make better_mistakes

When Have You Tested Enough?

@cwgem recently asked: ‘Curiously throwing this out there. For test driven development, what do you consider to be “enough testing”?’

To which I respond:

Yesterday I tweeted, “I only test the code I want to work. I trust my code the least, then my team’s, then libraries.”

Not sure I really answered your original question tho. In TDD the idea of ‘enough’ tests may be missing the point. I don’t claim to TDD all the time, or to do it perfectly when I do, but one of the things that has been an apparent focus of TDD to me is the focus on tests driving design.

More to the point, the purpose of TDD as I understand it is to express expectations as test code, which unlike documentation needs to stay in sync with the changing codebase. By driving out our object from tests we create simpler and more focused methods.

In example, last year I was working on calculator code for a client which had some wonky business logic. I drove out the code using tests, and came up with what I thought was an elegant design (a bunch of single-line methods) in a pretty quick cycle. However, I had misunderstood the requirements when I wrote the tests, and the client wasn’t happy.

I quickly found out how the requirements I had written down in tests differed from reality, changed the tests, then made each failing example go green. If I had designed this without tests behind it, I would have likely written some dense conditional logic, and when it failed to meet expectations it would have been faster to throw it away and try again than to refactor it. The design that tests encourage was better for dealing with change.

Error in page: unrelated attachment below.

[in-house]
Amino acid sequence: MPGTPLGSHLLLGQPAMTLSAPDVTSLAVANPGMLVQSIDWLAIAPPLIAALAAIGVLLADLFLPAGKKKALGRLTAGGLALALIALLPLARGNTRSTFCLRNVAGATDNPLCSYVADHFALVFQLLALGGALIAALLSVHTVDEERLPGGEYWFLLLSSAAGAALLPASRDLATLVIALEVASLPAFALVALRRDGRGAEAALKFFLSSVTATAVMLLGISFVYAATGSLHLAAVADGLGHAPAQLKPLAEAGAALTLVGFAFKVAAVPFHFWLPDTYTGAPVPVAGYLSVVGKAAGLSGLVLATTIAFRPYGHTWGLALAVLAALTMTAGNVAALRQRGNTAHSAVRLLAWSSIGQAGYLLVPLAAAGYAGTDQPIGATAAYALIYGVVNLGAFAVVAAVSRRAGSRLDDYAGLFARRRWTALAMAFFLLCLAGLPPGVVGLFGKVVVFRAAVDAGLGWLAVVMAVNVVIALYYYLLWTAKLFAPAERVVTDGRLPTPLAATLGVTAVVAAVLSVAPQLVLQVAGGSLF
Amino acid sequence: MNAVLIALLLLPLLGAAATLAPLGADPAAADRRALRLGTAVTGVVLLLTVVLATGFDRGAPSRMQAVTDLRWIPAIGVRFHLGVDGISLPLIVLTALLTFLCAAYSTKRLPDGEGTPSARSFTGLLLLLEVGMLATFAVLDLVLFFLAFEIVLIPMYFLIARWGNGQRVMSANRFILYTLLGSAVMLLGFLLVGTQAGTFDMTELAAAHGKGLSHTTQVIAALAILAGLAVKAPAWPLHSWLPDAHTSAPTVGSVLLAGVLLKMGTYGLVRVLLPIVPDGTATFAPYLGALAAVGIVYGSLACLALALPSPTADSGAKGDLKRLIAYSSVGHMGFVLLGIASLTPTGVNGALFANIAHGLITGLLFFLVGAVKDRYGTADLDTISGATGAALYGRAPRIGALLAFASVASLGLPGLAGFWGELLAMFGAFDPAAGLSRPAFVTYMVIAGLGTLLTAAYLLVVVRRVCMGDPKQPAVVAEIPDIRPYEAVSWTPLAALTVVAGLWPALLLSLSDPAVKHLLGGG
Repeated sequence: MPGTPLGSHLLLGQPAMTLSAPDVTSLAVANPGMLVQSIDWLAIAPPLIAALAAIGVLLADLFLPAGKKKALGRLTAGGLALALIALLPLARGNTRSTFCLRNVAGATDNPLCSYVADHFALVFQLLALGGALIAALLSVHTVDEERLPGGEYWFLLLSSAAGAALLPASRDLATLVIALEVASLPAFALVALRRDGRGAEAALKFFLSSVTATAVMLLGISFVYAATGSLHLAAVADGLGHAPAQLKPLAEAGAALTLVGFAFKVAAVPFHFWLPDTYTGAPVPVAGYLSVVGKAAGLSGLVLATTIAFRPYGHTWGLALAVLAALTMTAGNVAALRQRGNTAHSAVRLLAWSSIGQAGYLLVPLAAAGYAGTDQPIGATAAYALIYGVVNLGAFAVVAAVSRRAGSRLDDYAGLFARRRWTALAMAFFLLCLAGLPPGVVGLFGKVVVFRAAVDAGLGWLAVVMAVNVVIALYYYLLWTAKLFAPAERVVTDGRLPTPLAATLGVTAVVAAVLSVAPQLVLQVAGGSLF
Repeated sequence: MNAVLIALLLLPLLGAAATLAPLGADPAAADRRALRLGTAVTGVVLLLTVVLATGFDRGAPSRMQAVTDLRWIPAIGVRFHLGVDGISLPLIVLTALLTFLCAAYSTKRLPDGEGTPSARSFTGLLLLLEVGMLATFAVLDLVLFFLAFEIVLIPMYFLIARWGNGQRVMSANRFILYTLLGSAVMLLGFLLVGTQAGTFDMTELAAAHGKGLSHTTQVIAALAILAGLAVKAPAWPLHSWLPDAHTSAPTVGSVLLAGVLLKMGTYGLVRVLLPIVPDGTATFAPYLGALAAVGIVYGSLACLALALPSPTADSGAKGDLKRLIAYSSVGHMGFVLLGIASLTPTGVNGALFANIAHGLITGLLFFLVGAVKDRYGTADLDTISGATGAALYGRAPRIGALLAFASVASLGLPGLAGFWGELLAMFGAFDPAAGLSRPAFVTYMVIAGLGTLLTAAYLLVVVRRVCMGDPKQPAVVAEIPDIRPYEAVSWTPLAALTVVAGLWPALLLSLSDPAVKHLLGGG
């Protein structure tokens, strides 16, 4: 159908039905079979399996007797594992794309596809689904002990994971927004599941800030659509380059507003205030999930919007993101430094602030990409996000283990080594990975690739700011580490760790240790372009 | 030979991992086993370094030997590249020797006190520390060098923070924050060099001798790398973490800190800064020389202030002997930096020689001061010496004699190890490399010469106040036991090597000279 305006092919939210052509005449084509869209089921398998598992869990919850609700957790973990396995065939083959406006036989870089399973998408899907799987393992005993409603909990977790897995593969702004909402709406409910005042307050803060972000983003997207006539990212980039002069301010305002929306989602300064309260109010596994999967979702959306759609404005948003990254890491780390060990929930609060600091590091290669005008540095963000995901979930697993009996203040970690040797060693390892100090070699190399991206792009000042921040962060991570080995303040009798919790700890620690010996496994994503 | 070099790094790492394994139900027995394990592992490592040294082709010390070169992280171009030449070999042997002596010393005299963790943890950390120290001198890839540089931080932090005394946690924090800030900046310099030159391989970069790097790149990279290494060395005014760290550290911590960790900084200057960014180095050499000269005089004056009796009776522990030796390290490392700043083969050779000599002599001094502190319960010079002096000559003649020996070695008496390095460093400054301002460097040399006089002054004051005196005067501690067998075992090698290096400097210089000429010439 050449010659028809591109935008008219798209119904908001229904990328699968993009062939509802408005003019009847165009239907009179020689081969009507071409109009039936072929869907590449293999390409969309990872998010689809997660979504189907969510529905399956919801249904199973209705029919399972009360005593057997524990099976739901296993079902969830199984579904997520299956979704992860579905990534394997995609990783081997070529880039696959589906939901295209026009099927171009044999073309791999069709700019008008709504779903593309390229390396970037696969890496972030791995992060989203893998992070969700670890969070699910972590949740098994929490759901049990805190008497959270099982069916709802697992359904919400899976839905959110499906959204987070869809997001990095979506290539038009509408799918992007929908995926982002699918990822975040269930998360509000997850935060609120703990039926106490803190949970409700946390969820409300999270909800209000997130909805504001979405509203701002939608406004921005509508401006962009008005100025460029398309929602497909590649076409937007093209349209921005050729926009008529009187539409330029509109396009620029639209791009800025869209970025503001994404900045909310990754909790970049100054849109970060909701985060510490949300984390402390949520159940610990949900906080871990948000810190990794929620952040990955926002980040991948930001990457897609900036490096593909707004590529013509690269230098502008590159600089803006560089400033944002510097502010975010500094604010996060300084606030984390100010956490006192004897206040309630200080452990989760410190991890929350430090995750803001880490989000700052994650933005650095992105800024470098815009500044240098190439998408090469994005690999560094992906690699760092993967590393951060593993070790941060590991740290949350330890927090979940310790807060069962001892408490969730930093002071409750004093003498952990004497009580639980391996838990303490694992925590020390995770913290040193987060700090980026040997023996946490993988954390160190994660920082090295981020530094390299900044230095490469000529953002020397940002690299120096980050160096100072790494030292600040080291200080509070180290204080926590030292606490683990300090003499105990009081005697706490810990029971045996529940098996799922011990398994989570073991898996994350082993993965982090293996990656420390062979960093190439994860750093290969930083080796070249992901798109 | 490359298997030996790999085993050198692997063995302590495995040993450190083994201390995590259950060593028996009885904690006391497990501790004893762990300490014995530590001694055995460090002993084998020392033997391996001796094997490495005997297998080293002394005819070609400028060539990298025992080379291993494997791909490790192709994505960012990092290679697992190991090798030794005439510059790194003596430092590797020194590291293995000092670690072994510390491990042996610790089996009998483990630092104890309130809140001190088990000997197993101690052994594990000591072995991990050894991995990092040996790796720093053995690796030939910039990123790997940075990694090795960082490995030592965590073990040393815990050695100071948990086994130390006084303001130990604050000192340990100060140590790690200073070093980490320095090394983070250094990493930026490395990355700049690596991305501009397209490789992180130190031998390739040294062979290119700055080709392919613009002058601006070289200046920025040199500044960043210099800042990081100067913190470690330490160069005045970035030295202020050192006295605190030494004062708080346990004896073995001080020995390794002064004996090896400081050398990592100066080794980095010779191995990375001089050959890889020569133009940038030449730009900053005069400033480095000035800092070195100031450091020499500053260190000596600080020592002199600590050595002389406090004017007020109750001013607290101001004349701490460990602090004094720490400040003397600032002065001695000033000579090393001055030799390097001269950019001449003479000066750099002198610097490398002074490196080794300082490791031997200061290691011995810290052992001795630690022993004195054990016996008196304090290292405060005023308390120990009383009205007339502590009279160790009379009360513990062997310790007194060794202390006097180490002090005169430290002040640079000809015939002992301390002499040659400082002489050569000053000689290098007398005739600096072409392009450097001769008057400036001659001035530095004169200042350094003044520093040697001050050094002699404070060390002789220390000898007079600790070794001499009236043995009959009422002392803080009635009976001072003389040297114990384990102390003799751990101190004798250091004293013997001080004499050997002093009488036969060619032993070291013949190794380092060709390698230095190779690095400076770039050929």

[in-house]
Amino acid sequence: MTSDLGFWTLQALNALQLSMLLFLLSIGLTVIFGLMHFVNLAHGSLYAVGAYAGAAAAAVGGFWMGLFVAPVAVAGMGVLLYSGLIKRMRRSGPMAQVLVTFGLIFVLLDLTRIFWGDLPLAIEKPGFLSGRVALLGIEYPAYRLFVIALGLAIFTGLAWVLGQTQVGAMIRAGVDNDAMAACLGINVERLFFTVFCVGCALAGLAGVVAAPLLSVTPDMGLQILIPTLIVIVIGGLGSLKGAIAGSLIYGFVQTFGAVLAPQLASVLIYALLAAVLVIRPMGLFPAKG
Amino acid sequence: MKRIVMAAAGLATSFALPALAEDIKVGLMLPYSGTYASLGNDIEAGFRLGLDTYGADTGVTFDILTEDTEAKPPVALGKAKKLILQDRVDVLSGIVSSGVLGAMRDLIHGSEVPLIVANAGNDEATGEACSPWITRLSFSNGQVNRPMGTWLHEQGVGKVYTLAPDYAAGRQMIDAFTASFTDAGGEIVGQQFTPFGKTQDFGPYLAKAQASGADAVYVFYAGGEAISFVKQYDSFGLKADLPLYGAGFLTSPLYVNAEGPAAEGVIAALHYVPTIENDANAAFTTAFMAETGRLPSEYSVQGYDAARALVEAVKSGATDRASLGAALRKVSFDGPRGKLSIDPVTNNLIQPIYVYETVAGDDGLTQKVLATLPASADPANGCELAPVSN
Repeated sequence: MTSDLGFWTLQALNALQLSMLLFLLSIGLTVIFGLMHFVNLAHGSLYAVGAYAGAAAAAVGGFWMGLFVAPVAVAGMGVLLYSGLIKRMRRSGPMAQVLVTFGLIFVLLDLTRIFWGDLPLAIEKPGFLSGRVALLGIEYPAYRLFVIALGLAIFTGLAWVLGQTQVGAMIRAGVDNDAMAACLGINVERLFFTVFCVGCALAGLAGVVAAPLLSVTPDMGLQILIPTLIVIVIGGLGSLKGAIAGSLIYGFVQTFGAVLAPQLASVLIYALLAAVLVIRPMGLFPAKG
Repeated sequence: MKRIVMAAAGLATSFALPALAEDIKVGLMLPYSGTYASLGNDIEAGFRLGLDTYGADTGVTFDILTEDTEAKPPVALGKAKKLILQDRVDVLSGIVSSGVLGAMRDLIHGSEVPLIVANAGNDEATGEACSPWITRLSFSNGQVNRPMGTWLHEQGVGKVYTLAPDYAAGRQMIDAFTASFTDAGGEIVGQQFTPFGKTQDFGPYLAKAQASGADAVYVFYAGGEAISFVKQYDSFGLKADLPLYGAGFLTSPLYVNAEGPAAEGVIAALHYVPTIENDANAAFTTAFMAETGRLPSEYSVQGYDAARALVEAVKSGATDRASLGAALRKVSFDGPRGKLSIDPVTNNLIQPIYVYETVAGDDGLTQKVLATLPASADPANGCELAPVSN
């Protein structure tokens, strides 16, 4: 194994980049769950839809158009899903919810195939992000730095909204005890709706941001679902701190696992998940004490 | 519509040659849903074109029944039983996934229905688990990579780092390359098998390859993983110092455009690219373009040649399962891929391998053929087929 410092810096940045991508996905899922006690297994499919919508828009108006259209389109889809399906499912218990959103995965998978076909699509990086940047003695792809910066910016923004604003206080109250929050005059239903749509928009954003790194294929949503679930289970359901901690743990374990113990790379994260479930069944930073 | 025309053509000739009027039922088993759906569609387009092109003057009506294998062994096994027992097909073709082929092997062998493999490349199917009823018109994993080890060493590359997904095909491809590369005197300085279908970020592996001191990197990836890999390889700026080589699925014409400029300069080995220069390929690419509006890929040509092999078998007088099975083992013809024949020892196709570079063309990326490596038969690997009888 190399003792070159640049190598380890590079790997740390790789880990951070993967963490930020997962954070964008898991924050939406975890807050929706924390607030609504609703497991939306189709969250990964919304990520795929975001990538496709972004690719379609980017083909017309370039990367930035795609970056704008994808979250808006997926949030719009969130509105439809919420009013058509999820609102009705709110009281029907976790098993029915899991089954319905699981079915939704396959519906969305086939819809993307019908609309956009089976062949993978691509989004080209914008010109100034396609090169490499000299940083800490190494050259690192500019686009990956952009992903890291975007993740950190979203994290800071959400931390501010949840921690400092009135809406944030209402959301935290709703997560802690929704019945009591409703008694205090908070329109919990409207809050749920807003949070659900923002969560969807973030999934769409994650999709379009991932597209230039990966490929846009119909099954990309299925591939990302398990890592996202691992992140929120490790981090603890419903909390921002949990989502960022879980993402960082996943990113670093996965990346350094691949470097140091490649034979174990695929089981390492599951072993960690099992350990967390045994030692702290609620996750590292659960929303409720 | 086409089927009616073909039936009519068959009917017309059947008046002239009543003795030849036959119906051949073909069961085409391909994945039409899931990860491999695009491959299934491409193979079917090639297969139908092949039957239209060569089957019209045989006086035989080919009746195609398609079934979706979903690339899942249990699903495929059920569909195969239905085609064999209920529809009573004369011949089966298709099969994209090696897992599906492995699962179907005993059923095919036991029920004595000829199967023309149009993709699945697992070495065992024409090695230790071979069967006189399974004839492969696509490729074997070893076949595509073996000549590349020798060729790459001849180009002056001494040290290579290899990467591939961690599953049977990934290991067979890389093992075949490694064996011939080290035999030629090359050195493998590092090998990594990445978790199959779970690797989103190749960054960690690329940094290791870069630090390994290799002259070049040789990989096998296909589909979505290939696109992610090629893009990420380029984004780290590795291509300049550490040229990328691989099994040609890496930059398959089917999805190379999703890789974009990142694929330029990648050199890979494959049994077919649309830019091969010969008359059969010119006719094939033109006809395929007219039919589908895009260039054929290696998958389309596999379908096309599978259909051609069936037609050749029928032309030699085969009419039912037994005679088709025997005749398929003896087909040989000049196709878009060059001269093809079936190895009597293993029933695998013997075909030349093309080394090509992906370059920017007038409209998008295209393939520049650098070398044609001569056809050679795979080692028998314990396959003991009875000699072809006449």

I have when writing tests for unfamiliar languages written tests for things like setting variables. It was the simplest thing that I could think to test and writing that test gave me the confidence and familiarity to be able to soldier bravely onward. However, I wouldn’t keep a test of that sort in the codebase. There is nothing too small to write a test for at least once, so that you can prove to yourself that your expectations match the reality of the execution of code. There are, however, tests too trivial to commit to version control. The tests that I want in my test suite are ones which prove that the business logic of my application works, not that the language or libraries work.

Or more to the point, I only test the code I want to work. I want code which I trust the least to work the most, and I trust new code less than old code, changed code less than old code, my code less than my team’s code, and my team’s code less than library or framework code.